Esperanza Spalding Casts a Spell and Marcus Strickland Considers His Timing, in Take Five
Esperanza Spalding, “12 Little Spells (Thoracic Spine)”
The last time Esperanza Spalding made an album, she invited the world to watch. Her new one, 12 Little Spells, was made in secrecy, though its rollout is happening on the broadest scale. I mean “happening” in an emphatic present tense: Spalding, an inexhaustibly creative singer-songwriter, bassist and composer, shared the first song on Sunday. She’ll post another one every day, at 12:12 p.m. EST, until all 12 tracks are out, at which point the album will be released on Concord Records.
Spalding has described this album in terms of magic, and her new songs as “song-spells.” There’s a preciousness to that language, but it’s worth considering the magic of inspiration, a word that connotes both the benefactions of the Muse and the more routine business of breathing. That notion seems to be on Spalding’s mind in this first song, which takes as its subject the 12 vertebrae that, in humans, make up the thoracic spine.
Singing against a supple orchestral fanfare that gradually lightens and dissolves, Spalding evokes the everyday miracle of this physiology: “A pair of sympathetic ridges shift / You’ve evolved to harness / These constant eruptions.” She’s interested in circulation, and all the ways that a well-articulated yet flexible structure can make it possible. Toward the end of the song she lands on a refrain that could be about lung capacity or about the album rollout, or both: “Compelled to give itself / The moment it is full.”
The tracks from 12 Little Spells will be posted daily via Facebook, Instagram and Spalding’s website, before the album is released in full on Oct. 19.
Marcus Strickland Twi-Life, “Timing”
If you’ve been paying attention to saxophonist Marcus Strickland, as you should be, you know he has an unforced relationship with groove. Both as a sideman, with the likes of Chris Dave and the Drumhedz, and as a leader, with the band he calls Twi-Life, he traffics in hip-hop and R&B with complete assurance. Still, he’s raising his own bar with the new album People of the Sun, due out on Blue Note on Nov. 9.
The album has guest turns by Pharoahe Monch and Bilal — both of whom will join Strickland for an album-release gig at Jazz Standard on Nov. 10 and 11. But the core message of People of the Sun is the cohesive bond within Twi-Life, which has Charles Haynes on drums, Mitch Henry on keyboards and Kyle Miles on electric bass. On “Timing,” the album’s persuasive lead single, Strickland’s imploring tenor works as a lead vocal against their root-level rattle and hum.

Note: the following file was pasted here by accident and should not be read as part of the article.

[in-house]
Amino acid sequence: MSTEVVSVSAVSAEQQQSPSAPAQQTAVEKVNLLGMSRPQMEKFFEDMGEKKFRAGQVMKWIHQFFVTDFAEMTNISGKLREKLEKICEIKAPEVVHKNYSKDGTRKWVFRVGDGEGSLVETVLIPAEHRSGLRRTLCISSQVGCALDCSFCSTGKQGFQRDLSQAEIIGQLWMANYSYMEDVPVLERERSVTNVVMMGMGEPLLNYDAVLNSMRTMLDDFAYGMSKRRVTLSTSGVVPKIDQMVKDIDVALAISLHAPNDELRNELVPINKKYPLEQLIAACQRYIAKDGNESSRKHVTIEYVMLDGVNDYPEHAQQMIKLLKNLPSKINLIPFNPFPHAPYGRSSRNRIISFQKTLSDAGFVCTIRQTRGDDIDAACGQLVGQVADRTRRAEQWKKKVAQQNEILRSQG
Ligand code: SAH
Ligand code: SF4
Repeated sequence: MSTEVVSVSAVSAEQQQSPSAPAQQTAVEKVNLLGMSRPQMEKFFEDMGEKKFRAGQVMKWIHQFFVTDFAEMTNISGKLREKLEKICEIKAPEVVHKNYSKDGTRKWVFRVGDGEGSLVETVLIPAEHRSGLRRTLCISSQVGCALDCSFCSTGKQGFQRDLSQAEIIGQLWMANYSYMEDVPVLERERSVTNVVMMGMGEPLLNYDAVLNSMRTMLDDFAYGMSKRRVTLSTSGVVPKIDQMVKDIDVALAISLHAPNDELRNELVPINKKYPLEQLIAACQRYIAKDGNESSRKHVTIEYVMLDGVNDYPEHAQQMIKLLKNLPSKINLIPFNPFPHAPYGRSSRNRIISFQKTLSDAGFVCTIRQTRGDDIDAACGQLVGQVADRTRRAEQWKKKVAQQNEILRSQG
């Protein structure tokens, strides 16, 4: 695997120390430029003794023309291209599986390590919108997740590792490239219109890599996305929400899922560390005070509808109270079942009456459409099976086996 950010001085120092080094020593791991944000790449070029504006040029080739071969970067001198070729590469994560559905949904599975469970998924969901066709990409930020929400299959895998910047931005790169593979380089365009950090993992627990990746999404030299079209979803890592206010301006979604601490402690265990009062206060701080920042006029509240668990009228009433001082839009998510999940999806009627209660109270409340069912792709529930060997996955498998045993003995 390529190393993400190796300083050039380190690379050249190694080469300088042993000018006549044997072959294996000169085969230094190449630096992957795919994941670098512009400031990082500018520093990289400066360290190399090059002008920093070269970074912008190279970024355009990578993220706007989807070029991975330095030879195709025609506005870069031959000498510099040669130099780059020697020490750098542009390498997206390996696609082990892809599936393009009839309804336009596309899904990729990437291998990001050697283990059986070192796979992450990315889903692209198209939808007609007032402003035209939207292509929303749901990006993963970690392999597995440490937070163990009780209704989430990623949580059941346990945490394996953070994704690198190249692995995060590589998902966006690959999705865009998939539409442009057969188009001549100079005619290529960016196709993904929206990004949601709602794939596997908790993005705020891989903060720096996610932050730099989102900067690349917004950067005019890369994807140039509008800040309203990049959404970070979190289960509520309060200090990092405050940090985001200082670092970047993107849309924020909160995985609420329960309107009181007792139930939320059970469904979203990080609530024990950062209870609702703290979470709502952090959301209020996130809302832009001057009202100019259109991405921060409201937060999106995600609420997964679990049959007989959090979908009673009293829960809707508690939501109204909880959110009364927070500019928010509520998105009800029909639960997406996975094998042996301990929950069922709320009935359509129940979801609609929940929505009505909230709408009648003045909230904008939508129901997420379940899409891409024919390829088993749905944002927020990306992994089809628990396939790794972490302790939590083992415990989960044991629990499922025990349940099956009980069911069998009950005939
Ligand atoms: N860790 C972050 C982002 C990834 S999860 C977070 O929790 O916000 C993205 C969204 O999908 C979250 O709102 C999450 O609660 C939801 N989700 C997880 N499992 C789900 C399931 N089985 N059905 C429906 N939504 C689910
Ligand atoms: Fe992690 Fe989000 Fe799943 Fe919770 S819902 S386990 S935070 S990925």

Ice on the Hudson, “A Tiny Seed (feat. René Marie)”
A few years ago, critic and author David Hajdu released an album called Waiting for the Angel, consisting of new songs with his lyrics. Several tracks were composed by pianist Renee Rosnes, who has now reunited with Hajdu for a full album, Ice on the Hudson. Releasing Friday on SMK Jazz, a new imprint of Smoke Sessions Records, it’s the product of a true mind-meld, with vocal duties shared by Janis Siegel, Darius de Haas, Karen Oberlin — and René Marie, who’s heard here.
The songs range from stoically poignant (“All But You”) to poetically frivolous (“I Like Pie”), with a sensibility more in line with contemporary musical theater than the standard songbook as it’s broadly understood. At the same time, Rosnes leads a band with the likes of Steve Wilson and Seamus Blake on saxophones and Carl Allen on drums, and their rapport is recognizably jazz-centered. Consider the soulful ease they bring to “A Tiny Seed,” a parable about the value of persistence.
All four vocalists on Ice on the Hudson — Marie, Siegel, Oberlin and de Haas — will appear next Monday, Oct. 15, in an album-release celebration at Birdland.
Hearts & Minds, “Back and Forth”
Hearts & Minds is the brainchild of bass clarinetist Jason Stein and synthesizer specialist Paul Giallorenzo, who first met as schoolkids on Long Island, and both now reside in Chicago. They formed the group a few years ago as a trio with drummer Frank Rosaly, who has since been replaced by Chad Taylor.
Electroradiance is their new album, just out on the Astral Spirits label. From the jump, on a track called “Back and Forth,” it achieves a savvy balancing act: it’s an unbound sonic expedition that also digs in, exuding an earthy rhythmic gusto. Listen to Stein’s solo, especially a few minutes into the track, and you can hear an avant-garde impulse at work. But underneath and all around him, the beat churns as if Taylor is envisioning a jungle house DJ set.
Hearts & Minds begins its fall tour on Thursday at H0L0, in Ridgewood, Queens.
Dred Scott, “Wild Turkeys”
Dred Scott Rides Alone is the new release from an artist typically known for his work at the piano. But this isn’t a solo-piano album. It’s a trio album on which Scott plays all the parts: piano, bass and drums. This isn’t a common occurrence — nor is it some kind of attention-grabbing stunt, judging by the depth of the music here.
On “Wild Turkeys,” one of the album’s groovier tracks, Scott offers a tip of the fedora to the definitive New Orleans piano man Professor Longhair. The end result has some of the tumbling grace you might associate with a band like Medeski Martin & Wood — though it’s worth noting again that, thanks to the art of overdubbing, this is literally a one-man band. Scott has honed this vibe partly through a longstanding residency at Rockwood Music Hall, where he’ll play the official album-release gig this Saturday, on Stage 3 at 8:30 p.m.